2. A large Mexican grocery near my house sells a fabulous lard that was used to make carnitas. It's really cheap, too. I wouln't have even thought to look for it but I was cooking something from Rick Bayless' Mexican Kitchen (that might not be the exact name) and he mentioned it for a lot of his recipies. I think he called it "rich lard'. Anyway, look for this product in your local Mexican grocery. I found it on top of the meat case. It was so tasty, and it probably wasn't made with smoked meat but it did have that well- browned pork flavor to it.
                      I only bought it the one time because I find I have enough bacon/duck fat in my fridge most of the time, but I remember I made this really yummy smashed fried potatoes with onions and green beans thing with it...

                      1. I gave up trying to find bacon grease in the stores. We use it a lot for cooking and seasoning, so every time I run out I buy a 10# box of slab bacon. I cook it all down, cool it and put in containers in the refrigerator for use as needed. I crumble all the fried bacon put it in another container and give it to the pets as a treat every once in a while, they love it. It is a lot of work but that 10# box last a long time.

                          1. Do you or anyone in your family like bacon bits?? Just buy, as torty suggested, a couple lbs and make bits. Put them in the fridge and keep the goodness.


                            1. One market I use occasionally has big packages of bacon ENDS. Not necessarily pretty, random lengths and thicknesses, random meat to fat ratio, and inexpensive. Will periodically buy a package or 2 (when available), render out fat and use bacon as REAL bacon bits. Bacon grease was the ONLY fat my grandmother ever used to shallow fry crab cakes in.

                              Try making REAL popcorn with BG instead of oil!

                              1. since my grandparents always had a jar in their frig I always thought (as with anything else that was a constant in there) that it was a must in anyone's repertoire.
                                I use it relatively often in many ways

                                2 Replies
                                1. re: iL Divo

                                  The problem with bacon fat is the danger of scorching/burning the bacon. This will sore the flavor of any other fat it's added to. Only takes 1/2t and you may as well throw the rest away.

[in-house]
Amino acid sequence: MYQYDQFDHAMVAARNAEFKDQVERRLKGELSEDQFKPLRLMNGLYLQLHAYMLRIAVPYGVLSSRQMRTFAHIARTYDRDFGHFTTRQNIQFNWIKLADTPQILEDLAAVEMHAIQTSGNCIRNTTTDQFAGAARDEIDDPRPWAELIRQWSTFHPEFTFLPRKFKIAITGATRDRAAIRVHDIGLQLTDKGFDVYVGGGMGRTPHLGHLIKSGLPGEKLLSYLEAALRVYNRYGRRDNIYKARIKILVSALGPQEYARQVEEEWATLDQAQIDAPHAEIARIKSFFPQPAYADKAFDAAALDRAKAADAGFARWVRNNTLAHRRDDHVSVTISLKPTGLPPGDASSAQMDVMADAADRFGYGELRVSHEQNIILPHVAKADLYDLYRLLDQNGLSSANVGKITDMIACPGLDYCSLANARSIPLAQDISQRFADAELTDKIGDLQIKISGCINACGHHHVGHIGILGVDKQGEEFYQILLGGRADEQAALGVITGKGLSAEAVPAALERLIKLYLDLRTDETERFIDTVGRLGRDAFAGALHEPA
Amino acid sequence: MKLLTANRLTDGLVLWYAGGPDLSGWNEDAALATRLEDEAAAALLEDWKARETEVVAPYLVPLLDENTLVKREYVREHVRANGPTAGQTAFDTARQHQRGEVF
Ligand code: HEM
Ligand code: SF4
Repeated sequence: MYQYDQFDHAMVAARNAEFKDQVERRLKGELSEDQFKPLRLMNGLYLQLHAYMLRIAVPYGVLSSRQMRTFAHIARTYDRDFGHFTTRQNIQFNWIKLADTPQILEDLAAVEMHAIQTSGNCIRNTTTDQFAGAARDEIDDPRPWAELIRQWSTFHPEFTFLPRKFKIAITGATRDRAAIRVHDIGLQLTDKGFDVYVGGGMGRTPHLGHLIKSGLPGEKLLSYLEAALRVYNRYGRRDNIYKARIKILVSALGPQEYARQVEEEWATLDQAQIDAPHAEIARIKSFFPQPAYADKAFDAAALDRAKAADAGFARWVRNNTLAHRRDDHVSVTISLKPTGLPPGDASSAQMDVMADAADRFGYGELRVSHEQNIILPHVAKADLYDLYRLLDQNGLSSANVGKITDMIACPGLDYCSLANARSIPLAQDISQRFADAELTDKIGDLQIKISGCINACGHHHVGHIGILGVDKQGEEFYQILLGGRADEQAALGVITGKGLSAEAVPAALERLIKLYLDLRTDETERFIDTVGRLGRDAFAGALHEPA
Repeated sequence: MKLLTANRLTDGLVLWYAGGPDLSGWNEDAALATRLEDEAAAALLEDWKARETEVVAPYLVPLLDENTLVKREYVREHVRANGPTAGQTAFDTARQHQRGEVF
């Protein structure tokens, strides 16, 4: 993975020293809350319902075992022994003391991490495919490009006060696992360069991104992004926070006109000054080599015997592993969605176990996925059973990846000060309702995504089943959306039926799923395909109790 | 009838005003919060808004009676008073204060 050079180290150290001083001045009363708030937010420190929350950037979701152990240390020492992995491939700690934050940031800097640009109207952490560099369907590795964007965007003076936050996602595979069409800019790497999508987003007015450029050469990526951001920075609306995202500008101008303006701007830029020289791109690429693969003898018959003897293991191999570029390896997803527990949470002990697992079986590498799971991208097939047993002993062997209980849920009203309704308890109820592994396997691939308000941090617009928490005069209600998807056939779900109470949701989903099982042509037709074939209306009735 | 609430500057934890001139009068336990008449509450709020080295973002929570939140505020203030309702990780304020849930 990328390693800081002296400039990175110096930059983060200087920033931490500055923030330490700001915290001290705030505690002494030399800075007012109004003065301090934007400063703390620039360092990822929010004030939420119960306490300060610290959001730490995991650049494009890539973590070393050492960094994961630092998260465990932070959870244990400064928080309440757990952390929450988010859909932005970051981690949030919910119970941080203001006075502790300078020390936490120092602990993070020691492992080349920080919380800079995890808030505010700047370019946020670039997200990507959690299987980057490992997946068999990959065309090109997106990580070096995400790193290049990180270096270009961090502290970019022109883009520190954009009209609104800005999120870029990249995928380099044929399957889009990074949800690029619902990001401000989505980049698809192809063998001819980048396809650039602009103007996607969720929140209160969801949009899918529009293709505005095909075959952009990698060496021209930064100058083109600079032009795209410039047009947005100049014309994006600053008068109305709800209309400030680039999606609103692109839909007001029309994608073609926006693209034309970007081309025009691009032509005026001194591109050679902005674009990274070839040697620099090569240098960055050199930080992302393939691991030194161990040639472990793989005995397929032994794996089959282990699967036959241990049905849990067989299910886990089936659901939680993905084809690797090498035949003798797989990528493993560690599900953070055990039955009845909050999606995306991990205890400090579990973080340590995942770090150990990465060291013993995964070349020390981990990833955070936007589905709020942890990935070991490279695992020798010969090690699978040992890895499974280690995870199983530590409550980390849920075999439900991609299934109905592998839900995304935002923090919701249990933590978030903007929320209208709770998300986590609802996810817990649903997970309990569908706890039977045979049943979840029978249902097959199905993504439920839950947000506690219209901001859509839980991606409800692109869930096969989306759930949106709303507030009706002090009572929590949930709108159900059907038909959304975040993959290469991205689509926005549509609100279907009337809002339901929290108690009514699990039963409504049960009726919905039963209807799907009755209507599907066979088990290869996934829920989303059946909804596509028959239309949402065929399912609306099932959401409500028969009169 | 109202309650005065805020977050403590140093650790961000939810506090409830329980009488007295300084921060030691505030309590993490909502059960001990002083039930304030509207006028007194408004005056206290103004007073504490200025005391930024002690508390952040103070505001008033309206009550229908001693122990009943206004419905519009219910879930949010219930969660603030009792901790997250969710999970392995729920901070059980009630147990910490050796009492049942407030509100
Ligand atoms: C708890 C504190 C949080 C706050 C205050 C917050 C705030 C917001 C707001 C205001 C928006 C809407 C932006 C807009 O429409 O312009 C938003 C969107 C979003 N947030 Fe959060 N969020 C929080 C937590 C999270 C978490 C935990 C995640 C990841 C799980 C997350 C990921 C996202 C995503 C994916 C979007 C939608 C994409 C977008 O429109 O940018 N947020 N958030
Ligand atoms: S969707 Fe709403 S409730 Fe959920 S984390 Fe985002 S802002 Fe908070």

IMO duck fat rendered from the low and slow roasting process yields the best quality fat.
                                  I rarely use bacon anyway so it's moot.

                                  1. re: Puffin3

                                    well I'd love df too but I don't have access to duck ;:-/
                                    my grandfather was a master at cooking any pheasant duck goose or bird of choice. and let's it French fries fried in duck fat are duh bom, dipped in mayo made of df even bett-uh

                                2. I laughed when my SIL asked the same question, but then I saw it for sale online somewhere, maybe Amazon? If only they'd start selling cheap ham bones too: Bacon grease, I have at least 4 or 5 jars in the fridge, can never bring myself to throw it away; maybe I could trade someone on Craigslist!

                                  14 Replies
                                  1. re: coll

                                    For some huge (and meaty) ham bones, check out your local Honey Baked Ham store. I buy about half-a-dozen bones a year from them for use in stocks, greens and the like. Sometimes they have "buy 3 get one free" deals. Check 'er out.

                                    1. re: Steve2 in LA

                                      Thanks, but the only one on Long Island is at least an hour away from me, and with the way traffic is here let's double that. Otherwise I would!

                                      But from what I have read here, a bone at Honey Baked is around the same price as a whole ham anyway, if they even have them at any given time? Wonder if I would be so lucky to catch it on sale. So I went hog wild and bought a whole ham locally on sale mid January, and made a nice pot of bean soup with it. If I'm ever near Levittown with time to spare, it's on my list to check out though, thanks for reminding me!

                                      1. re: coll

                                        coll if you are anywhere near Ridge, give The Steer Seller a call. I'm not sure if he still does this, but he used to roast some meats, possibly including ham, so it's possible he's got some bones around. John (the owner) is an old family friend.

                                        1. re: Chris VR

                                          Wow I am only one town away, but never heard of the Steer Seller. Off to look him up, thanks!

                                          Now that I've read the reviews, I can't believe I never heard this place mentioned; will be visiting very soon to check it out. Between this and Miloski, I think I'm covered for great meats and their byproducts now! Thanks so much!!

                                          1. re: coll

                                            Don't miss their sausages, made in house. SO GOOD.

                                            1. re: Chris VR

                                              Good to know: Italian? Because I do go to Del Fiores in Rocky Point for mine most of the time.

                                              1. re: coll